I’m studying in the bachelor’s program of Text Science and Linguistics at the University of Passau in Germany, so my major subject is not related to Arctic issues. Yet, I had the desire to broaden my horizons and learn something that would be totally new to me.

Since I did several internships at newspapers, I have experienced how important it is to gain knowledge about different countries and their cultures. Eventually, I decided to spend a year as a guest student at the University of Greenland, to study cultural and social history with a focus on Greenland and Arctic-related issues. Topics, such as global warming, Arctic policies and the impact of westernization on Inuit people are playing an even more important role in the media, so I was convinced that I would benefit from my stay in Greenland.

Daniel Schiebl in Nuuk

When I first arrived in Nuuk, Greenland, I did not find what I had expected. The cityscape is dominated by prefab apartment blocks of the 1960s and 1970s and busy traffic. Luckily, there is a romantic colonial harbor and breathtaking nature, too. Ilimmarfik has approximately 200 enrolled students, most of them Greenlanders and only very few international students. Unfortunately, there is only a small range of lectures taught in English. There is no other choice but to learn proper Danish if you want to benefit from a bigger variety of classes to choose from. My fellow students were usually fluent in both Danish, and Greenlandic and good at English.

Nuuk is a predominantly trilingual society, which I find amazing. Although Greenlandic is said to be impossible to learn, my fellow students highly appreciated my efforts to learn the Greenlandic everyday language.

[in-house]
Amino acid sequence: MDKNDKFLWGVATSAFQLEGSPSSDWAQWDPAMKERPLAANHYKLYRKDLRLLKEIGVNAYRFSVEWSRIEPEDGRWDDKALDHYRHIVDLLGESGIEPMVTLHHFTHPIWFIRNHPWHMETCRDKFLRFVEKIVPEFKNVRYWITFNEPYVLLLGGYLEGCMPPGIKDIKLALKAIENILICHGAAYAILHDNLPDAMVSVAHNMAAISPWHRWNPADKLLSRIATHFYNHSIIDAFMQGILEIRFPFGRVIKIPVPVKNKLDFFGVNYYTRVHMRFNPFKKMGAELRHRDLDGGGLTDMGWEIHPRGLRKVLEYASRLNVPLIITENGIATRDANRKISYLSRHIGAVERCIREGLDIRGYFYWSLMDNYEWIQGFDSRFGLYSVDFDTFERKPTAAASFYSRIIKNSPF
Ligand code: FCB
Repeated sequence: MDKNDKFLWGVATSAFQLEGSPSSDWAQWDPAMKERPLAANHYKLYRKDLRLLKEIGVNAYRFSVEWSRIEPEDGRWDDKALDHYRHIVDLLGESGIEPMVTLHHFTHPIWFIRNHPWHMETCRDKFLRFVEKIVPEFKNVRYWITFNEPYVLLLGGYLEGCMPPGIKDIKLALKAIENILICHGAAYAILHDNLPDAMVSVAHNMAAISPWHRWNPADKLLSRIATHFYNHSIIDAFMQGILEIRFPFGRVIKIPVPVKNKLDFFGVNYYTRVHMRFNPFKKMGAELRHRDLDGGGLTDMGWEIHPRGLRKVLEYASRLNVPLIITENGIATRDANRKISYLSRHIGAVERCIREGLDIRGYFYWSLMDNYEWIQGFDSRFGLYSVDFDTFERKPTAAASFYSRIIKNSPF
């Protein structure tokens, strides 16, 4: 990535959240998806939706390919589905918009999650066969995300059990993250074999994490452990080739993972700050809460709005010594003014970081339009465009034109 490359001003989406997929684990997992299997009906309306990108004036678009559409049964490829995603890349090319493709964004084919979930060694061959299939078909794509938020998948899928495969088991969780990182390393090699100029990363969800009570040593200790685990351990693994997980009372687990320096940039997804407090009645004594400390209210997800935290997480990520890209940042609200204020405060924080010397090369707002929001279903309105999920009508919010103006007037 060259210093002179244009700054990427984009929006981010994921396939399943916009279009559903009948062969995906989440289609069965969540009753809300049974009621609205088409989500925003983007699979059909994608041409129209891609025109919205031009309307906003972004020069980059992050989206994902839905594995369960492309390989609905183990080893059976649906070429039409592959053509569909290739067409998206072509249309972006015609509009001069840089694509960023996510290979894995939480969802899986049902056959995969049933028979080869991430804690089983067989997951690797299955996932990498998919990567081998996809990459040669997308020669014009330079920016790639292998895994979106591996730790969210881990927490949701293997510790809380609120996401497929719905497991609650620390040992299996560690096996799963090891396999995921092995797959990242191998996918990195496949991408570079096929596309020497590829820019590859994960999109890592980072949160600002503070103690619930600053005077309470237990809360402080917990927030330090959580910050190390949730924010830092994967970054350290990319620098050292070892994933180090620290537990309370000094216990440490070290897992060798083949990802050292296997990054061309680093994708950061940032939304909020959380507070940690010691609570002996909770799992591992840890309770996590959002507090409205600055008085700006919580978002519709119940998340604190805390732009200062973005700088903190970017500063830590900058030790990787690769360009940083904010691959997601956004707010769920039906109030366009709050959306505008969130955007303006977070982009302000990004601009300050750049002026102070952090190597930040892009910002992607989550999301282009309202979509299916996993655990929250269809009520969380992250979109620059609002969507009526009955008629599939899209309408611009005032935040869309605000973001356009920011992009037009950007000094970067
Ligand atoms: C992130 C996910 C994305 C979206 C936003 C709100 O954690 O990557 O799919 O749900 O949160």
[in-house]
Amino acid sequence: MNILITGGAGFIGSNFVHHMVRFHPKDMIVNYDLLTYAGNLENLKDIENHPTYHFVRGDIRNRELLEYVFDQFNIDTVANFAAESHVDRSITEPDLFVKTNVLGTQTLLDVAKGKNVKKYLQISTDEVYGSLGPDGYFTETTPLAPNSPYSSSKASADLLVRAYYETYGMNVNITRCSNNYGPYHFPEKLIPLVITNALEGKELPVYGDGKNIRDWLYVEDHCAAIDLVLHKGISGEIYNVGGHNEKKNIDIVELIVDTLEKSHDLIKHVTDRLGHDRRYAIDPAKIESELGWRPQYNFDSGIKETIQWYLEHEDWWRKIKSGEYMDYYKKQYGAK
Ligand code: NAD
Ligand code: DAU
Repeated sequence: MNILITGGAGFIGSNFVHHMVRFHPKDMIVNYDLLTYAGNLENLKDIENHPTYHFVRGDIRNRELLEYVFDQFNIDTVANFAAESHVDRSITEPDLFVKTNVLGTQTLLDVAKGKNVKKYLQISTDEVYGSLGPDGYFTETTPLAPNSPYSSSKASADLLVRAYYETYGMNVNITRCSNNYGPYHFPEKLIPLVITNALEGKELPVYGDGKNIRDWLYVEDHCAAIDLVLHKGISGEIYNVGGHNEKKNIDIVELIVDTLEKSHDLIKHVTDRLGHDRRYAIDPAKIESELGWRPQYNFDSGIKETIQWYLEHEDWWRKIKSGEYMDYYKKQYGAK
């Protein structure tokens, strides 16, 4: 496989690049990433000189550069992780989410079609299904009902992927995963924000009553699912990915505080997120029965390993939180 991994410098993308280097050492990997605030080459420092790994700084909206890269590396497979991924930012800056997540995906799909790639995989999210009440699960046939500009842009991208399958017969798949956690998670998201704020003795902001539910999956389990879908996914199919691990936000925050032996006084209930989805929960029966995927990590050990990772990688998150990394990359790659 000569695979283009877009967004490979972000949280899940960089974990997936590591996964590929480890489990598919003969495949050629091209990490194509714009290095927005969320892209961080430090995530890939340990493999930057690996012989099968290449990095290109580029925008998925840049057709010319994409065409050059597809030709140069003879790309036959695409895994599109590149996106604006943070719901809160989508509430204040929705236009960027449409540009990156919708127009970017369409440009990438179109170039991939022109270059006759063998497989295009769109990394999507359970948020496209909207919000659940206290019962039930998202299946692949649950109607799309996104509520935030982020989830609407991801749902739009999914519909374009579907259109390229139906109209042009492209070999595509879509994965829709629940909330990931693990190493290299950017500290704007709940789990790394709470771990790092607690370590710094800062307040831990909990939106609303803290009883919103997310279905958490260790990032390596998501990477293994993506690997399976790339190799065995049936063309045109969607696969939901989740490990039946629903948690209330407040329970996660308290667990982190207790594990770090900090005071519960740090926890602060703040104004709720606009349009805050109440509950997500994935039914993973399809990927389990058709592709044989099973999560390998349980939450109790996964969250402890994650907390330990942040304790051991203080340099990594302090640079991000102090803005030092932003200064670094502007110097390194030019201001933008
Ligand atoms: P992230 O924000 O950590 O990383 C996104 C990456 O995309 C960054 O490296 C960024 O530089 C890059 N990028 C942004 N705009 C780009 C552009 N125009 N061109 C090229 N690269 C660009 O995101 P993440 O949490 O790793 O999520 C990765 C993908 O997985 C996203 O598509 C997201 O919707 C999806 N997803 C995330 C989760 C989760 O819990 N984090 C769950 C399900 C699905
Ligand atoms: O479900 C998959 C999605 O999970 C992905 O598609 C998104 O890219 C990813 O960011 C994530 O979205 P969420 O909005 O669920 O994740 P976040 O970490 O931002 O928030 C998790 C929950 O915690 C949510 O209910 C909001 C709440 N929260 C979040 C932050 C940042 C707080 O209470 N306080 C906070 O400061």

My relationship with the teachers was very familiar. Both in Denmark and Greenland, you call your teachers by their first names, which would be totally inappropriate in Germany – it even made me feel a bit uncomfortable. The class sizes seldom exceed the number of twenty students and make lectures an intense experience, as in Germany I attend lectures with up to 300 students in huge lecture halls.

Despite the small number of students at Ilimmarfik, it took me some time to make friends. Greenlanders are very curious and open minded but very shy, so it was me who had to make the first step “to break the ice”.

Among the highlights of my stay, was a boat trip to Viking and Eskimo ruins as part of the Arctic Archaeology program, but what I do not recommend any future exchange student is trying seal or whale meat at the canteen. You will most likely regret it!

Today, Nuuk, Greenland, feels like home and not at all like the end of the world as it is perceived in Europe.

I would love to go back in the near future.